Web Extra: Cats at Work Project

While Jay Shefsky tagged along with city workers to learn more about rat control in Chicago, we were curious to find out about other local organizations that had alternative ways of dealing with rats – aside from spreading poison to kill the pesky creatures.

We spoke with Jenny Schlueter, Community Cats Program Director at the Tree House Humane Society, about a “green” approach to rat control in Chicago called the Cats at Work Project. Since its inception in 2005, more than 100 “working cats” have been successfully placed in private city and suburban backyards, barns, and even a factory by the Tree House Humane Society.

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Can you describe the program?

In some neighborhoods, like Lincoln Park, there are a lot of restaurants but not a lot of stray cats, which is bad for rodent issues. What we decided is we would approach people to talk about relocating feral cats to their backyards.

The Tree House Cats at Work Program is a “green” humane program that removes sterilized and  vaccinated feral cats from life-threatening situations and relocates them to new territories where their presence will help control the rodent population. It helps cats and the community, because it gives the cats a place to live, and it provides a great service for the community.

When did the program start?

Since 2005, we’ve placed cats in rural homes through the Trap-Neuter-Return program. However, the Cats at Work program started in the city in May 2012. My theory is that these are generally city cats, and they are probably more suited for a city environment than a farm environment. It’s funny because the Cats at Work program gets a lot of notoriety for being innovative, which we appreciate, but it’s really an age-old solution. Civilizations have been using it for many years.

How does it work?

All of the cats we take in come directly from places like alleys, backyards, and industrial sites in the city. We take them in, and get them neutered and vaccinated. Then, we basically bring cats that have nowhere to live to a trained volunteer caretaker. We bring a minimum of two cats, never just one, and we try to relocate groups of cats that already know each other. First, we consult with the caretaker to find a quiet place that’s going to be convenient for them. It’s usually someone’s back porch, a shed, or a garage. Some people even build cat houses. Then we inspect the enclosure. If they don’t have anywhere for the cat to live, we provide large dog crates.

During the first few weeks, we recommend that caretakers feed the cats twice a day, and interact with them a little bit. After that 2-4 week acclimation process, the caretaker lets the cats out to roam the area. Once the cats start roaming, the caretakers continue to feed and shelter them, and we check in with the caretakers every week. The program is privately funded, and caretakers pay about $50 to participate. This helps the neighborhood, it helps the cats, and it helps us when we don’t have anywhere for the cats to go. It also decreases euthanizing of cats in the city.

Courtesy of the Tree House Humane Society Which neighborhoods have utilized the program?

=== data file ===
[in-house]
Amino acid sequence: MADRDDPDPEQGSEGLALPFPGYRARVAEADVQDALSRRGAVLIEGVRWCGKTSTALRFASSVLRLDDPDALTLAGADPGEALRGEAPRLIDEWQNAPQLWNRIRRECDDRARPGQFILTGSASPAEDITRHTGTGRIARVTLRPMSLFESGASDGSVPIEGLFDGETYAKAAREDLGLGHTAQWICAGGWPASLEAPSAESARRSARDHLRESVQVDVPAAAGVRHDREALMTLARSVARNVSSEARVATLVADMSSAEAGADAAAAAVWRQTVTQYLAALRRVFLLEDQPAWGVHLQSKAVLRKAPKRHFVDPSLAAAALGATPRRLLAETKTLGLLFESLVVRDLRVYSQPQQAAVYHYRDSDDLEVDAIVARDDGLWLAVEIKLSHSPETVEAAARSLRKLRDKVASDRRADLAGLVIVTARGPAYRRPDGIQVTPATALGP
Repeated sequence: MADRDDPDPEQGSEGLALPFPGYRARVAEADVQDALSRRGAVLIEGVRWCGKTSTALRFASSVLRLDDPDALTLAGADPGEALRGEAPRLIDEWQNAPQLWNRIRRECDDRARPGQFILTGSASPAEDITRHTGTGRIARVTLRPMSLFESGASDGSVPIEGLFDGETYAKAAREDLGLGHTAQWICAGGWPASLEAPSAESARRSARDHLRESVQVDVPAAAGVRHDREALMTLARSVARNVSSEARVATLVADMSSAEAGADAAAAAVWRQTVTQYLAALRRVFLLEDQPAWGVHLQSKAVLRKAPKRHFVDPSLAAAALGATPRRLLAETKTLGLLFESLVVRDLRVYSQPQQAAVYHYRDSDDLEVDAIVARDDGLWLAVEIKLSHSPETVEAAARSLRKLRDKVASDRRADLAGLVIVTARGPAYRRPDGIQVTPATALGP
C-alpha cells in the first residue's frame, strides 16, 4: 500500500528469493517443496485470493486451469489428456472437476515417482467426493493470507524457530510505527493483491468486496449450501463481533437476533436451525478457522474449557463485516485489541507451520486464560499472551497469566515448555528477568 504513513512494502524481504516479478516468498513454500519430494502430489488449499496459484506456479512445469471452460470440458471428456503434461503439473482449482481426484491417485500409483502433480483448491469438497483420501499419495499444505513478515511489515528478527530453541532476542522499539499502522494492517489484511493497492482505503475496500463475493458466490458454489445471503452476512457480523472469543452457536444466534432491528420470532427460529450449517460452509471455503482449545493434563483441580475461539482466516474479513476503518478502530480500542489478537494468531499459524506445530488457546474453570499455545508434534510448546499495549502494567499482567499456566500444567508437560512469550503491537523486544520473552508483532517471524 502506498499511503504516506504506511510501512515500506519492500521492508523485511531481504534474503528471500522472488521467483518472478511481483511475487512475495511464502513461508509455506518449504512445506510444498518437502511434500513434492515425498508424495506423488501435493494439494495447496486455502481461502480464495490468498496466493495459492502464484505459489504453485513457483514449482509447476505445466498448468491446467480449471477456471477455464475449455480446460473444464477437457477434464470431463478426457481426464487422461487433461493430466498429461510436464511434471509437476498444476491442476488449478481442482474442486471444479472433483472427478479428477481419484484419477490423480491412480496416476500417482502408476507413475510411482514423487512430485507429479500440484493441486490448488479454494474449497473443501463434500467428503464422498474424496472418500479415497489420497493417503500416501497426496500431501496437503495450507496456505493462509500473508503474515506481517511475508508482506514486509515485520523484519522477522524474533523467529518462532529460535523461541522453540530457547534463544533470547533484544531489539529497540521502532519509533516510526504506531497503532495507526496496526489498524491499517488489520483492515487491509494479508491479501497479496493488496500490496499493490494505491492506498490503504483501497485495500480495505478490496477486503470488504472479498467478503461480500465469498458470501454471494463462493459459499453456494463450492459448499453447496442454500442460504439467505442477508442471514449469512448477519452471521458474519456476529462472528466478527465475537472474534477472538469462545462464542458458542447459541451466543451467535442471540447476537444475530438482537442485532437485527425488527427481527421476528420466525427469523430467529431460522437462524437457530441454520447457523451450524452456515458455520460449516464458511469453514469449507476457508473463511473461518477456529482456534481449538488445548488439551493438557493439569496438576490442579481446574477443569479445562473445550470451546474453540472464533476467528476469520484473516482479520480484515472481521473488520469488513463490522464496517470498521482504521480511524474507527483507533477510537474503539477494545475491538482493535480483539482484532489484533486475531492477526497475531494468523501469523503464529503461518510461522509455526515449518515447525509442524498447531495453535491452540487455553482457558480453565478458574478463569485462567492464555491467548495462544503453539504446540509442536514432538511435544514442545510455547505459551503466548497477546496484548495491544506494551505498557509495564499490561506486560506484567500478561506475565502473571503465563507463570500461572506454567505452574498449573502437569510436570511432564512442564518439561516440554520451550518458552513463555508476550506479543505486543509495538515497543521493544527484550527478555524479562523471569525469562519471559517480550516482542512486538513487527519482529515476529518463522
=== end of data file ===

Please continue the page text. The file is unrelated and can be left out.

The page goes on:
We’ve primarily been working with the 47th ward. Ald. Ameya Pawar is supportive of the program. There were a lot of rodent abatement requests in the 47th ward so they decided to try it. Since they are near the river, they have more issues with rats. He and his staffer, Dara Salk, thought it was a good idea, so we started a pilot program with them in 2012. Since then, we’ve brought 23 cats into the 47th ward.

When we first started the program, there were concerns about how it would go, so we started it pretty silently. We didn’t do a lot of promotion, but word spread pretty quickly. A lot of people contacted us and said, ‘I don’t live in the 47th ward, but can I still participate?’ Now we have cats all over the place, but mainly on the North Side. There are several in Lake View and Lincoln Square. Other cats have been relocated to Humboldt Park, Bucktown, Rogers Park, West Ridge, and Irving Park.

Have there been challenges?

One of the biggest hurdles we have is getting people to buy into the process of acclimating the cats. We say they’re not aggressive, but it’s sometimes a hard sell. People think we’re bringing them these wild animals, but it’s been really amazing to see how these animals bond with people.

How is this process “green?”

It’s very instinctive for cats to hunt and kill rodents. It doesn’t involve any poisons. There’s nothing more natural than this process of abating rodents. It saves money for the city, it’s more humane, and it’s safer for people.

Are these cats really capable of killing rats?

Definitely.  People question their capability to get the larger rats, and I will say that every cat is not cut out to get the larger ones. However, just the cats’ presence in an area deters rats from roaming around.

Everybody we’ve talked to has been super pleased within a matter of days. They say they definitely see a decrease in the number of rats. Some people report that they are totally gone. I am happy, because I wasn’t 100 percent sure it would work everywhere.

This interview has been condensed and edited.

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